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The Use of “Use Value”: Quantifying Importance in Ethnobotany
Economic Botany  (IF1.731),  Pub Date : 2019-10-30, DOI: 10.1007/s12231-019-09480-1
Jasmine Zenderland, Robbie Hart, Rainer W. Bussmann, Narel Y. Paniagua Zambrana, Shalva Sikharulidze, Zaal Kikvidze, David Kikodze, David Tchelidze, Manana Khutsishvili, Ketevan Batsatsashvili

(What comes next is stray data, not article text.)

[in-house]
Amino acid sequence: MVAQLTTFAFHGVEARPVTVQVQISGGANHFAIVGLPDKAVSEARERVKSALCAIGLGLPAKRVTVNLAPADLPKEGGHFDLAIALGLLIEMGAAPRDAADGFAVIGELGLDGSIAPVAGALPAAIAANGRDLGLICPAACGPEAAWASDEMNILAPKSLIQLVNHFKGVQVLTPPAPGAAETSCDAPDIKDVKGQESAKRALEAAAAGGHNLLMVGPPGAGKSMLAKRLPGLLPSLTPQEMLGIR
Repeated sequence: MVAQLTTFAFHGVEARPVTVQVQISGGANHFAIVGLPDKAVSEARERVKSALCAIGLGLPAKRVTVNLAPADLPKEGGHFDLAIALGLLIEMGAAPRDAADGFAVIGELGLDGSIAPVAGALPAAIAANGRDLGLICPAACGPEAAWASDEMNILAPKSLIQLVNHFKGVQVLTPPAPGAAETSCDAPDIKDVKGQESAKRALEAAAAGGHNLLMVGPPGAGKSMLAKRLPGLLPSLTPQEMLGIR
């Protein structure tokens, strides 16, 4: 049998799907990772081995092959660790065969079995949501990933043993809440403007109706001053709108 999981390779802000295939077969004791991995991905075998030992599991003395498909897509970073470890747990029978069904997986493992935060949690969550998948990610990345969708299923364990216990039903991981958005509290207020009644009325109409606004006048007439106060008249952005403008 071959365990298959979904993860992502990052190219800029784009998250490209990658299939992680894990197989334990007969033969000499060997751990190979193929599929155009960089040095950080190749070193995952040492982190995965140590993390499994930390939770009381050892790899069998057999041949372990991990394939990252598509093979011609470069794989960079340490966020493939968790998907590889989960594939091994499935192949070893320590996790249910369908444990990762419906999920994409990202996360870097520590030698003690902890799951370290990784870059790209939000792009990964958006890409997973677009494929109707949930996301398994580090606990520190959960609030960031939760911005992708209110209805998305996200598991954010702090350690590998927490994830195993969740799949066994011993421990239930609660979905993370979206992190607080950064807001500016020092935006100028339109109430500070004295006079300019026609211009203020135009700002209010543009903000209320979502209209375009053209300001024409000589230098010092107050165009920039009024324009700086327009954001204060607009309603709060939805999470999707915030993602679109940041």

The Use of “Use Value”: Quantifying Importance in Ethnobotany. Use value (UV) is an index widely used to quantify the relative importance of useful plants. It combines the frequency with which a species is mentioned with the number of uses mentioned per species, and is often used to highlight prominent species of interest. However, high-UV species are often disproportionately cultivated species, with wild-collected plants ranking lower. To better understand this pattern, and to determine if it is present in the broader ethnobotanical literature, we reviewed an array of papers with results on UV and cultivation status, and we analyzed in depth data from two large ethnobotanical studies in the Republic of Georgia in the Caucasus. In addition to looking for differences in UV by cultivation status, we compared the two best-populated categories of use (medicinal and food uses) and the components of UV (relative frequency of citation and number of uses mentioned per species). We found that UV was higher in cultivated plants than wild plants in both the Caucasus datasets and the 17 studies overall. Medicinal plants did not exhibit this trend, as medicinal wild plants had marginally higher UV than medicinal cultivated plants. Relative frequency of citation had a substantial effect on UV, in contrast to number of uses mentioned for a given plant. In sum, UV seems subject to some obscured biases which are important to consider in the context of each study.